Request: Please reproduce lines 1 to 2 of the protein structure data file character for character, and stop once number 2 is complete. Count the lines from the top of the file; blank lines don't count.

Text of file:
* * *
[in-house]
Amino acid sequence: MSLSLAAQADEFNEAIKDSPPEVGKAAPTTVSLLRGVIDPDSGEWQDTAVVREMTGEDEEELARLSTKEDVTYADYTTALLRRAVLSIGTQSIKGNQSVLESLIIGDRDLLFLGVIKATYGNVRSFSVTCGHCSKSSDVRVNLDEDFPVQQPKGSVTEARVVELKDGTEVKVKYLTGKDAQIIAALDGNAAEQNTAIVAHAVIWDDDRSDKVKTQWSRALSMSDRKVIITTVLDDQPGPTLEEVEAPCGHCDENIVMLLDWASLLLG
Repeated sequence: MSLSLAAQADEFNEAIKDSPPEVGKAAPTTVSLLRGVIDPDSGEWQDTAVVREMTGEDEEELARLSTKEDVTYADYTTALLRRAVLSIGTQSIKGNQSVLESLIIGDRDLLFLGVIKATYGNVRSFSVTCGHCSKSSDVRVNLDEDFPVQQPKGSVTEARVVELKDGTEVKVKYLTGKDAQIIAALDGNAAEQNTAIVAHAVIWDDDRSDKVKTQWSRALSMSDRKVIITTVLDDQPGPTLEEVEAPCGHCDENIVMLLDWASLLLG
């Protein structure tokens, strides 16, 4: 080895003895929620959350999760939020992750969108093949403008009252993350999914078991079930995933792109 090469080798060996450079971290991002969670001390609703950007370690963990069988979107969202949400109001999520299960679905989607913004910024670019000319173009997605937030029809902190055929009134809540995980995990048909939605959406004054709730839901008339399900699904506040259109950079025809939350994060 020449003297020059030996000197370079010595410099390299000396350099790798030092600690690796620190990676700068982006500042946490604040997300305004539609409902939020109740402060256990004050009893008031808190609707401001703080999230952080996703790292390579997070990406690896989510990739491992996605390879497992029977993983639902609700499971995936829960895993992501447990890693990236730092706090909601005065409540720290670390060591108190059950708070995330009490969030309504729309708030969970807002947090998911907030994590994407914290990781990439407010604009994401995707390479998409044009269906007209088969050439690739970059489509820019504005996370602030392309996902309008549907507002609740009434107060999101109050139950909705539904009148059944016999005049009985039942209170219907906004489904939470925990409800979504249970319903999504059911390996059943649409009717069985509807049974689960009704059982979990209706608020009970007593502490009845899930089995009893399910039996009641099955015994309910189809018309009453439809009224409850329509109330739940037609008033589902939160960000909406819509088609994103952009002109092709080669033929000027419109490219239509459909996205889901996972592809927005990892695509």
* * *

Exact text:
[in-house]
Amino acid sequence: MSLSLAAQADEFNEAIKDSPPEVGKAAPTTVSLLRGVIDPDSGEWQDTAVVREMTGEDEEELARLSTKEDVTYADYTTALLRRAVLSIGTQSIKGNQSVLESLIIGDRDLLFLGVIKATYGNVRSFSVTCGHCSKSSDVRVNLDEDFPVQQPKGSVTEARVVELKDGTEVKVKYLTGKDAQIIAALDGNAAEQNTAIVAHAVIWDDDRSDKVKTQWSRALSMSDRKVIITTVLDDQPGPTLEEVEAPCGHCDENIVMLLDWASLLLG